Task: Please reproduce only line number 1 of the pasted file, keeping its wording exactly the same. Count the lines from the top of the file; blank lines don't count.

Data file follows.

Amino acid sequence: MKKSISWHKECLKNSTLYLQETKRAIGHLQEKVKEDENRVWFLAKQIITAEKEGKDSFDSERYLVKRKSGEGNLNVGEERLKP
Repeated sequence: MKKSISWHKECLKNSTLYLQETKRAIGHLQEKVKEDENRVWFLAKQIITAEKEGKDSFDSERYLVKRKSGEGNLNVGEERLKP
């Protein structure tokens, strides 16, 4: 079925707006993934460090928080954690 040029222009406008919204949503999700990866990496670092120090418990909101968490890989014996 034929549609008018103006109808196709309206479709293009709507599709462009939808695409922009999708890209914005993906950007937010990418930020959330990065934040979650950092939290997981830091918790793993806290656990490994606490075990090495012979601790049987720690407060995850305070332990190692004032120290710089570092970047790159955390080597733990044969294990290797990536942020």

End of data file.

Amino acid sequence: MKKSISWHKECLKNSTLYLQETKRAIGHLQEKVKEDENRVWFLAKQIITAEKEGKDSFDSERYLVKRKSGEGNLNVGEERLKP